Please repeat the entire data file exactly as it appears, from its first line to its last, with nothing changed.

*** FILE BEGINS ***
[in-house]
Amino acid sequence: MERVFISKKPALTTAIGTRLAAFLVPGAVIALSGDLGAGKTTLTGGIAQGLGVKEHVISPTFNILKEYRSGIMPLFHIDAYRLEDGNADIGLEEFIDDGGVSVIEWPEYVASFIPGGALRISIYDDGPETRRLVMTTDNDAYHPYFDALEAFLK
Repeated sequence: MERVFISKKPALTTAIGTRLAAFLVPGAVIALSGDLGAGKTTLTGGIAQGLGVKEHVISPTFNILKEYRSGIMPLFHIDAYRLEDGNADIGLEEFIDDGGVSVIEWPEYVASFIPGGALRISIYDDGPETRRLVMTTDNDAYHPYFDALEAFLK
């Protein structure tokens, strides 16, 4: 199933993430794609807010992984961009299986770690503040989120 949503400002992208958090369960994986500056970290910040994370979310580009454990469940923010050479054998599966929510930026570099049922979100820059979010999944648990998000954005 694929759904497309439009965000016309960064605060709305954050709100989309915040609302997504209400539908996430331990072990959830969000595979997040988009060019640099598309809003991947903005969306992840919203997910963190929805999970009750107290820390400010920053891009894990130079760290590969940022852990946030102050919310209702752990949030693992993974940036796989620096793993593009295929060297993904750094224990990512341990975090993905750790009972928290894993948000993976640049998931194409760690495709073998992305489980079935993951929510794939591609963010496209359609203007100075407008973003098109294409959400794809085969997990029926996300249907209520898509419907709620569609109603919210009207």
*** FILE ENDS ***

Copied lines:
[in-house]
Amino acid sequence: MERVFISKKPALTTAIGTRLAAFLVPGAVIALSGDLGAGKTTLTGGIAQGLGVKEHVISPTFNILKEYRSGIMPLFHIDAYRLEDGNADIGLEEFIDDGGVSVIEWPEYVASFIPGGALRISIYDDGPETRRLVMTTDNDAYHPYFDALEAFLK
Repeated sequence: MERVFISKKPALTTAIGTRLAAFLVPGAVIALSGDLGAGKTTLTGGIAQGLGVKEHVISPTFNILKEYRSGIMPLFHIDAYRLEDGNADIGLEEFIDDGGVSVIEWPEYVASFIPGGALRISIYDDGPETRRLVMTTDNDAYHPYFDALEAFLK
């Protein structure tokens, strides 16, 4: 199933993430794609807010992984961009299986770690503040989120 949503400002992208958090369960994986500056970290910040994370979310580009454990469940923010050479054998599966929510930026570099049922979100820059979010999944648990998000954005 694929759904497309439009965000016309960064605060709305954050709100989309915040609302997504209400539908996430331990072990959830969000595979997040988009060019640099598309809003991947903005969306992840919203997910963190929805999970009750107290820390400010920053891009894990130079760290590969940022852990946030102050919310209702752990949030693992993974940036796989620096793993593009295929060297993904750094224990990512341990975090993905750790009972928290894993948000993976640049998931194409760690495709073998992305489980079935993951929510794939591609963010496209359609203007100075407008973003098109294409959400794809085969997990029926996300249907209520898509419907709620569609109603919210009207």